Michèle Gerber Klein is a philanthropist, collector and author whose topics are fame, fashion and art. Her first book is a Charles James: Portrait of An Unreasonable Man, a biography of the iconic and controversial designer Charles James, published by Rizzoli ex Libris.
Born in Santa Fe, New Mexico, Michèle Gerber Klein lives and was raised in New York City. She attended the Lyçée Français and graduated from the Brearley School. After Bryn Mawr College where she earned a B.A. degree in English literature, Michèle returned to Manhattan to pursue careers in fashion and philanthropy: She is the founder of joan vass U.S.A., a manufacturer of popularly priced, elegant knit wear. Since 1997, Michèle Gerber Klein has been the Vice President of the Bertha and Isaac Liberman Foundation.
She has written about art, fashion and arts de vivre for a wide variety of publications including Quest; C; Night; Cottages and Gardens, where she was a contributing editor; New York Social Diary, which published her accounts of her trips to India, Peru and Turkey as well Patrick McMullan magazine for which she authored “Eyes on Fashion.” She is a columnist for Mann Publications, a contributor to the Brooklyn Rail and her interview with Tina Barney , filmed by artist Anton Peresh, can be viewed on the BOMB web site. Her interviews with her artist friends for BOMB and The Brooklyn Rail have been translated into several languages, taught at Columbia, archived by the Getty and quoted by scholars here and abroad.
Michèle has served on the boards of the Dia Foundation for the Arts, the New Museum of Contemporary Art, The Cooper Hewitt Smithsonian National Design Museum, The Museum at FIT, The Alliance Française, New Arts Publications, Casita Maria, Chez Bushwick, the Brooklyn Rail, The New York Landmarks Preservation Foundation, The Hundred Year Association of New York and Fondatzione Bogliasco. She chairs the Whitney Museum of American Art’s library committee and is a member of the Architecture and Design and the Photography Acquisition Committees at the Museum of Modern Art in Manhattan and the Photography Acquisition Committee at the The Whitney Museum of American Art.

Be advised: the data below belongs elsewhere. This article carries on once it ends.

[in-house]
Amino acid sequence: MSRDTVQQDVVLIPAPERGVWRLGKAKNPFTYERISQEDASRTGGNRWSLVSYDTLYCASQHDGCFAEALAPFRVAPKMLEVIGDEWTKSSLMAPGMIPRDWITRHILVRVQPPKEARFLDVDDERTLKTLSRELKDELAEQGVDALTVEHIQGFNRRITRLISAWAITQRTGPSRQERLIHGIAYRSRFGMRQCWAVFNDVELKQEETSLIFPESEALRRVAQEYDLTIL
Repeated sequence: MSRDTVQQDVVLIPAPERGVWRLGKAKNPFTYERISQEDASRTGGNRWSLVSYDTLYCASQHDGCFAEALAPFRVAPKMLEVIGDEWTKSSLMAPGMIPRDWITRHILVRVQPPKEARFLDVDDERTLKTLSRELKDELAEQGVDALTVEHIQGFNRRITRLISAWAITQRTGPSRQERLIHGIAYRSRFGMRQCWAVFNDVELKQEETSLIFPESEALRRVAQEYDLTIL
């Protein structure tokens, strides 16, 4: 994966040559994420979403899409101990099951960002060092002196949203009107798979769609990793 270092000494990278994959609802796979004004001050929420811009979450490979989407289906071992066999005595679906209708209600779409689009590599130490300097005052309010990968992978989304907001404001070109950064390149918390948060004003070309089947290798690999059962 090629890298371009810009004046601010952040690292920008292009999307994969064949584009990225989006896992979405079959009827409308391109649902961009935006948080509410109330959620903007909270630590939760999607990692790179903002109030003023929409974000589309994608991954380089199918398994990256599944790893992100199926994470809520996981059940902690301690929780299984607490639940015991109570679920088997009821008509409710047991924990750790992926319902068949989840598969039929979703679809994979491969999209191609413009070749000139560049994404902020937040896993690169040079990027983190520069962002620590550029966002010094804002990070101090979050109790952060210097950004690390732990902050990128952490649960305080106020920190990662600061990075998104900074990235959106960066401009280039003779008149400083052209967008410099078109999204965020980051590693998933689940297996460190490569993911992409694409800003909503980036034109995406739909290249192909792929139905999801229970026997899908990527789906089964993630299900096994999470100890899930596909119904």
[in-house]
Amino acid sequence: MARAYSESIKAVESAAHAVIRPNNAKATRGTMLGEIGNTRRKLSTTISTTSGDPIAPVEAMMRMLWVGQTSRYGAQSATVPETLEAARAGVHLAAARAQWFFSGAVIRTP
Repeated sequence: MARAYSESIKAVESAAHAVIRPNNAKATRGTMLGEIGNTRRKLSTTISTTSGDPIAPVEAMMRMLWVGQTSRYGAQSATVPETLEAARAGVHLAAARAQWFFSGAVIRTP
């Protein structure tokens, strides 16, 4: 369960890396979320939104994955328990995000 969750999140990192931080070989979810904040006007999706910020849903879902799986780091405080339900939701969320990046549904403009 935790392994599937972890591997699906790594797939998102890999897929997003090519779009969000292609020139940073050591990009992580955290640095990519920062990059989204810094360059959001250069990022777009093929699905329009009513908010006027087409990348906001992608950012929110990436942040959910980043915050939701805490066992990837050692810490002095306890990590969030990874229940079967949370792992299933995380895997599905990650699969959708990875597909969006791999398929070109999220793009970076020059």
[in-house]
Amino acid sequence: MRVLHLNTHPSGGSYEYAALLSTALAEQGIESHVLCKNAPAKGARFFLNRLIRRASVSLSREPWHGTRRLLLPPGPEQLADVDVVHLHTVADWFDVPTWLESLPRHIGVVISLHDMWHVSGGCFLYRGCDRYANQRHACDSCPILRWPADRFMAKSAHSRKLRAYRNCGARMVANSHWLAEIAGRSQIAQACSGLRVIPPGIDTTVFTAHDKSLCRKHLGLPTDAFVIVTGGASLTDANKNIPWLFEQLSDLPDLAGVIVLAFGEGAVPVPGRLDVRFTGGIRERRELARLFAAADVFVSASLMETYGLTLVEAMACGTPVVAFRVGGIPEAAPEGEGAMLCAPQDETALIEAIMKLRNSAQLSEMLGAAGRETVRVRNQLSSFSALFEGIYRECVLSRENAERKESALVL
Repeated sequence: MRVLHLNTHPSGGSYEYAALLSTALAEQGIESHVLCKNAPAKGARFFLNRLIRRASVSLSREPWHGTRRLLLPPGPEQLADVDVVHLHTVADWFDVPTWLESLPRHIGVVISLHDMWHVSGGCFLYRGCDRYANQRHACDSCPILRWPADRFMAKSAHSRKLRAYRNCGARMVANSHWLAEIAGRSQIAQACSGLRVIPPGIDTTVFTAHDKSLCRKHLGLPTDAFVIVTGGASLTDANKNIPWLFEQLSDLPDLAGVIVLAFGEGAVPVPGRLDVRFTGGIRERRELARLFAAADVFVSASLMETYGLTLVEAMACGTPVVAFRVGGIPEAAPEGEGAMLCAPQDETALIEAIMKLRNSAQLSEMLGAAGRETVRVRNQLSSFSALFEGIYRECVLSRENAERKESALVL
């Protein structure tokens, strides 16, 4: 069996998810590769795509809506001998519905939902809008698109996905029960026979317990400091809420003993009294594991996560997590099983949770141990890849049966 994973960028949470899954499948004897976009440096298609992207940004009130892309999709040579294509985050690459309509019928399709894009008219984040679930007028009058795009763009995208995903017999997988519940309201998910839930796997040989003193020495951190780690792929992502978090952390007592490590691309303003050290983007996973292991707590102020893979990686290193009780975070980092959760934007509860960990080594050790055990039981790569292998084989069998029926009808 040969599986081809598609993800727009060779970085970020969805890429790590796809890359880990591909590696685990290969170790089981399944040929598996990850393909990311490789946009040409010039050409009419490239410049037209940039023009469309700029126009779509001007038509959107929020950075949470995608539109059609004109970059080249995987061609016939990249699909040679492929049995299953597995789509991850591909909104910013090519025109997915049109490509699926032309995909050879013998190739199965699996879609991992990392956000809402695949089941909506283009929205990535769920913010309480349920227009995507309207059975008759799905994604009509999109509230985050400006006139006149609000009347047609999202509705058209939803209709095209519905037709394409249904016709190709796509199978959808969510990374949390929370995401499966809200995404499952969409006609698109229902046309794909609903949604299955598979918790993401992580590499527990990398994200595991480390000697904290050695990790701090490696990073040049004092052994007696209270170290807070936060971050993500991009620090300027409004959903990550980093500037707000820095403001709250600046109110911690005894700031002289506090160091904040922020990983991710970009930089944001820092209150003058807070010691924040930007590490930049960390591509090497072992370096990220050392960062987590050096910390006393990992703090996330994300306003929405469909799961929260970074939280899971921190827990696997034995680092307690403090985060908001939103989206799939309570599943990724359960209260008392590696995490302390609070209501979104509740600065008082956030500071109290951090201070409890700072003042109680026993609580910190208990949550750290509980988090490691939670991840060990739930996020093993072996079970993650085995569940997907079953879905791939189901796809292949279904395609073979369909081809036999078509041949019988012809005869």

A proactive fund raiser-she has chaired many benefits including BOMB magazine (in JP Morgan’s library at the Morgan), New York City Opera Spring 2006 Season Gala Dinner, The Bronx Museum of the Arts, Cool Culture, and Chez Bushwick featuring Pharrell Williams and Jonah Bokaer, as well as Operation Smile in conjunction with Boucheron jewelers. In 2000 she chaired La Nuit des Etoiles, for the New York Alliance Francaise which honored French actress Catherine Deneuve at the restaurant Daniel with a French film star at every table.
Michele’s party for the twenty-fifth reunion of her Brearley high school class was the catalyst for Elizabeth Fishel’s book Reunion: The Girls We Used to Be, the Women We Became and Fishel’s description of the gathering was excerpted by Vogue.